Dec. 20, 2013
There is one grief worse than any other.
When your small feverish throat clogged, and quit
I knelt beside the chair on the green rug
and shook you and shook you,
but the only sound was mine shouting you back,
the delicate curls at your temples,
the blue wool blanket,
your face blue,
your jaw clamped against remedy—
how could I put a knife to that white neck?
With you in my lap,
my hands fluttering like flags,
I bend instead over your dead weight
to administer a kiss so urgent, so ruthless,
pumping breath into your stilled body,
counting out the rhythm for how long until
the second birth, the second cry
oh Jesus that sudden noisy musical inhalation
that leaves me stunned
by your survival.
On this day in 1880 the first electric streetlights in New York City lit up a stretch of Broadway, an area that would become known as "The Great White Way." Fifteen carbon arc lights were installed by Charles Brush and his Brush Electric Light Company, lighting up Broadway from 14th to 34th Streets — from lower Union Square to the fashionable Delmonico's restaurant on Madison Square.
Charles Brush had built his first arc lights back in high school, and then spent years working to refine them. Arc lights were the first effective electric lights, replacing gas and oil, and they were named because the light was produced by a current traveling between two electrodes. The scientist Sir Humphry Davy had first demonstrated arc lights back in 1802, but it took decades of experimenting before arc lighting was practical for commercial use. Besides an improved light, Brush designed a generator that had enough power and efficiency to make arc lights work as streetlights.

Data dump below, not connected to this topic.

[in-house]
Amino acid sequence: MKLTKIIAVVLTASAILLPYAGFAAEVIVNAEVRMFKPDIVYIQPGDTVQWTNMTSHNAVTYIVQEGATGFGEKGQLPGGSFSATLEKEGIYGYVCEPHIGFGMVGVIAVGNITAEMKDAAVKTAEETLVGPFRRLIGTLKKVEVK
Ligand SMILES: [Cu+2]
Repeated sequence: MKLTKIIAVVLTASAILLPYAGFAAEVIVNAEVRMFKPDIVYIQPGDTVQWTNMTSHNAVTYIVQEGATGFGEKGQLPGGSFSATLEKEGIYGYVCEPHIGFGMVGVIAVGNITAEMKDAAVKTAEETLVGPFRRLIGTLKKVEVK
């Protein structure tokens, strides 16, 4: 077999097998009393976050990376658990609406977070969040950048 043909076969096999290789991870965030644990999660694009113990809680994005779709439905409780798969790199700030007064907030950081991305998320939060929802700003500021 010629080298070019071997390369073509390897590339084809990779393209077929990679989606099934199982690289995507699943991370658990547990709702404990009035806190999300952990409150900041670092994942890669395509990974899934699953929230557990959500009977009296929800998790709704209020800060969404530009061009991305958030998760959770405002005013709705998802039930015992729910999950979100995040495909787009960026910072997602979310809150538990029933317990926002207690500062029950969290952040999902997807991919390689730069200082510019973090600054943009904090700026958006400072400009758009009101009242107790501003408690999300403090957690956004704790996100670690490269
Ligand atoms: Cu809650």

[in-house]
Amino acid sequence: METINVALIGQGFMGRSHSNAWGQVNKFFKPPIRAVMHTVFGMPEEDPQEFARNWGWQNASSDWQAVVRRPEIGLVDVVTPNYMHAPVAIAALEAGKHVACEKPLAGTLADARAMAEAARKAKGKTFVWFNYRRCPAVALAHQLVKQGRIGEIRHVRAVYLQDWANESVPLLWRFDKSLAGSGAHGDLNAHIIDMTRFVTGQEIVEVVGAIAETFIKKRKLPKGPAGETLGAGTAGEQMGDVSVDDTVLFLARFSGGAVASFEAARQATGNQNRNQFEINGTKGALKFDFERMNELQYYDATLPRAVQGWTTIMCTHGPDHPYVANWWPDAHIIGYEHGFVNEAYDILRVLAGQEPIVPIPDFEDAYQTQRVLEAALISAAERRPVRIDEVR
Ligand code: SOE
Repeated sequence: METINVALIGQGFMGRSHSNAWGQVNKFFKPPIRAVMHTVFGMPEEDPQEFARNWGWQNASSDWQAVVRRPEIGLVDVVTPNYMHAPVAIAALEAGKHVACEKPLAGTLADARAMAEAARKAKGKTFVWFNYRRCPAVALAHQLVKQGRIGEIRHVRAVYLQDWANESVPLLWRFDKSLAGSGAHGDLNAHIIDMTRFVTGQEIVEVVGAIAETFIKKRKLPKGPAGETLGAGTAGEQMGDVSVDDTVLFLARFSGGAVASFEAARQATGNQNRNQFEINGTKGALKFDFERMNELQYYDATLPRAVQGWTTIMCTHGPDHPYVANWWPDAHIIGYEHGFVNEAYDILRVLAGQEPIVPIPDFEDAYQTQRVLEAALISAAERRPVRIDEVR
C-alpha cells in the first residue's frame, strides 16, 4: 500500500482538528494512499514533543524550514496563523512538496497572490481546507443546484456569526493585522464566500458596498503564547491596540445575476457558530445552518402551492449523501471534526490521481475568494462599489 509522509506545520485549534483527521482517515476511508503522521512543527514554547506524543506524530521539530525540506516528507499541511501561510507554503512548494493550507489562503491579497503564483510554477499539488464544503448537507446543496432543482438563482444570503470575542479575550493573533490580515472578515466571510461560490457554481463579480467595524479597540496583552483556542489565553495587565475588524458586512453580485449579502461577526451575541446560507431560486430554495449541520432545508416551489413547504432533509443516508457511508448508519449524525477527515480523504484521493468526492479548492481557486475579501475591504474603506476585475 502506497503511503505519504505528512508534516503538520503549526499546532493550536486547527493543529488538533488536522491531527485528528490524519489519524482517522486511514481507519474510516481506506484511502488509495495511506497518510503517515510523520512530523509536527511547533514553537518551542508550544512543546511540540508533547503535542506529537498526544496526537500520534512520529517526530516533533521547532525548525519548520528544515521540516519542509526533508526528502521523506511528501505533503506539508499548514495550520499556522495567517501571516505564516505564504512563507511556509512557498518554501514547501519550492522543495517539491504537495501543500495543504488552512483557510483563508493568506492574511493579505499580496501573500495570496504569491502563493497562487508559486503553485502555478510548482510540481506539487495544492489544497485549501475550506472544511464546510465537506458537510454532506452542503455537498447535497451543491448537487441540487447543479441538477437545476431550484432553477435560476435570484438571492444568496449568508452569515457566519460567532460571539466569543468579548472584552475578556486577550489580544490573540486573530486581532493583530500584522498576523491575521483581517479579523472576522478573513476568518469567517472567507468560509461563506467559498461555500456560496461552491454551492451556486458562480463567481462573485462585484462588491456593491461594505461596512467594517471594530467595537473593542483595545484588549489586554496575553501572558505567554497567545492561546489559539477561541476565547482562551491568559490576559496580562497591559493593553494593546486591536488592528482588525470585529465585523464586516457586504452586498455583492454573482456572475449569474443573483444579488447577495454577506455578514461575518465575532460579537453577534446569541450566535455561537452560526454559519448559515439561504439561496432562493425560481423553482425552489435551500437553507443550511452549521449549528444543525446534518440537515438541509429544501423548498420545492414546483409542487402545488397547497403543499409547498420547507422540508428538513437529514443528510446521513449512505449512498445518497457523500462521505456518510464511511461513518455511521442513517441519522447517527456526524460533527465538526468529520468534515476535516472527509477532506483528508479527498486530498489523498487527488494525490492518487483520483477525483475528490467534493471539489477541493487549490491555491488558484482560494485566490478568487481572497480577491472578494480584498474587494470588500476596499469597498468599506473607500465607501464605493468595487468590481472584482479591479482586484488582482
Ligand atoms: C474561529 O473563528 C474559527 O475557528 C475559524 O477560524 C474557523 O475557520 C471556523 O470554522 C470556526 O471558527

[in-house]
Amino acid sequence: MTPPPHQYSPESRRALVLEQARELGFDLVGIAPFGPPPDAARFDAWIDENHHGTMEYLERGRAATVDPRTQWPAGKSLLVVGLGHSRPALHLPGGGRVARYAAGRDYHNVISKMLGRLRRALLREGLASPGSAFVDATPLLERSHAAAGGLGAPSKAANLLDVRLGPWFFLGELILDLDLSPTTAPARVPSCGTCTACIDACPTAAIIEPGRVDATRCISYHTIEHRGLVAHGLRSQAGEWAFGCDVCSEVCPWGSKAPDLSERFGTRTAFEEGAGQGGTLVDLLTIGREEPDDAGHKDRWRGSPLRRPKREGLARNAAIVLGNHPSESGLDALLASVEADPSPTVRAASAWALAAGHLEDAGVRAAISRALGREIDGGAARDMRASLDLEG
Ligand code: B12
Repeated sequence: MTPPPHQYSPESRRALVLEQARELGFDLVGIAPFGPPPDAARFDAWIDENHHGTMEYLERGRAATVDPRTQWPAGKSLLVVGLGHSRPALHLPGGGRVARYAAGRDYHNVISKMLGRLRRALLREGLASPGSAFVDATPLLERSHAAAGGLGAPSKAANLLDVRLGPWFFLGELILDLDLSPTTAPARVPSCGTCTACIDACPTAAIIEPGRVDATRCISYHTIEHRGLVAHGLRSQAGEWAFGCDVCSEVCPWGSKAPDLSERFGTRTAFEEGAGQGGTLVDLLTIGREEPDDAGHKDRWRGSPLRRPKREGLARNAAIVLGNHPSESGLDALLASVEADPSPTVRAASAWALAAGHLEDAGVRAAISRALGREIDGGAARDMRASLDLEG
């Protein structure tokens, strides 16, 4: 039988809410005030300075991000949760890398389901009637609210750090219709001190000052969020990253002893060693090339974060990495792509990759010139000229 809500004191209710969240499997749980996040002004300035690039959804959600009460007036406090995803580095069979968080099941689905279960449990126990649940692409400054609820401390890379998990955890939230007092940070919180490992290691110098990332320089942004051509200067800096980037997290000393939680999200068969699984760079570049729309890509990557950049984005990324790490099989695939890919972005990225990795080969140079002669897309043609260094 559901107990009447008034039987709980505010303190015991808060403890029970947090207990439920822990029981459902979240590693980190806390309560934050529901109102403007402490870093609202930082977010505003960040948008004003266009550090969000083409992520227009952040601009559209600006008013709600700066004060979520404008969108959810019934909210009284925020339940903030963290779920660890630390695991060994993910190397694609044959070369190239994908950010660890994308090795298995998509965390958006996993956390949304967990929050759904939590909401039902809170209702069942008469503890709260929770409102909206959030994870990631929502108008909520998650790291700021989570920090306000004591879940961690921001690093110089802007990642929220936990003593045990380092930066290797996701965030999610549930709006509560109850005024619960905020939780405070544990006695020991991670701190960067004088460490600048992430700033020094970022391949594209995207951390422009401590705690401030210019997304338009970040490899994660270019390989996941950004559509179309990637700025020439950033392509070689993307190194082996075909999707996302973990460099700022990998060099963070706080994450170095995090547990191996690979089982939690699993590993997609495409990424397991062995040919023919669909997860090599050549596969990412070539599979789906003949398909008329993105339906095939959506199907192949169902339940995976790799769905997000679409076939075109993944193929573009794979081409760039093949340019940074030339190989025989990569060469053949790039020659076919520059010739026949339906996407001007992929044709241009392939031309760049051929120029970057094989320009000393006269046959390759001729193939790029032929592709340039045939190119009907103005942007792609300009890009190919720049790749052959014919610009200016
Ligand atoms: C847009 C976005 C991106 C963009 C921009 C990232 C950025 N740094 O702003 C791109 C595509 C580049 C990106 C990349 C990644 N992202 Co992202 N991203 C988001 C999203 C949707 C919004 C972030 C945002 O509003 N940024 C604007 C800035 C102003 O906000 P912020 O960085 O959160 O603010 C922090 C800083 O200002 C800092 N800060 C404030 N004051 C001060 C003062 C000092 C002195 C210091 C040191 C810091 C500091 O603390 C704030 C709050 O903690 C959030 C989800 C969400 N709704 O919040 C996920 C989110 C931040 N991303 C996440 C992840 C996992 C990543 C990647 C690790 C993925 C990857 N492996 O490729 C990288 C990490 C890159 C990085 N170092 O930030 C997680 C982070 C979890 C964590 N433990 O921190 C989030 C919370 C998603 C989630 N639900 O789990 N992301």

On this day in 1880, the lights were all installed and ready for lighting at the designated time of 5:30 p.m. The lamps were installed on tall iron posts, twice as tall as the old coal-powered lamps they were replacing. A crowd had gathered at the generating station at 25th Street to watch a steam engineer turn the wheel that would power the generator. At 5:27 the order was given, and the street flared into light, illuminating thousands of Christmas shoppers. The New York Times covered the story for the next day's paper, and the reporter wrote: "At the word, Engineer McGrath grasped the small wheel lever, gave it a twist, and almost instantaneously the bright white jets along Broadway began to flame out like stars emerging from the darkness. [...] A pair of white horses attached to an elegant private carriage outside of Tiffany's was illuminated with a degree of brilliancy beyond which, contrasted with the deep black outline beyond, formed a picture. The great white outlines of the marble stores, the mazes of wires overhead, the throng of moving vehicles, were all brought out with an accuracy and exactness that left little to be desired."
It's the birthday of the Irish revolutionary Maud Gonne, the lifelong muse of poet W.B. Yeats, born in Surrey, England (1865). She and Yeats first met when they were both 25 years old. He fell in love with her immediately and remained in love for the rest of his life.
Maud Gonne was tall and beautiful. Yeats wrote: "I had never thought to see in a living woman such great beauty. A complexion like the blossom of apples. Her movements were worthy of her form."
Yeats asked her to marry him in 1891, but she refused. It was the first of many times that she rejected his marriage proposals. But they remained close to each other throughout their lives, and agreed that they had a "spiritual union."
In response to one of Yeats' many marriage proposals, Maud Gonne told him: "You would not be happy with me. ... You make beautiful poetry out of what you call your unhappiness and you are happy in that. Marriage would be such a dull affair. Poets should never marry."
In 1911, she wrote a letter to him and said, "Our children were your poems of which I was the father sowing the unrest & storm which made them possible & you the mother who brought them forth in suffering & in the highest beauty."
Maud Gonne campaigned for land reform, helped tenants fight eviction, advocated for political prisoners, began a program that fed lunch to Dublin schoolkids, and founded the Daughters of Erin. Yeats wrote many poems for her, including "When You are Old" and "Aedh wishes for the Cloths of Heaven."
On this day in 1803, the Louisiana Purchase was completed for $15 million, which was roughly three cents an acre. The land, which spanned from Montana to the port of New Orleans, doubled the size of the United States.
Be well, do good work, and keep in touch.®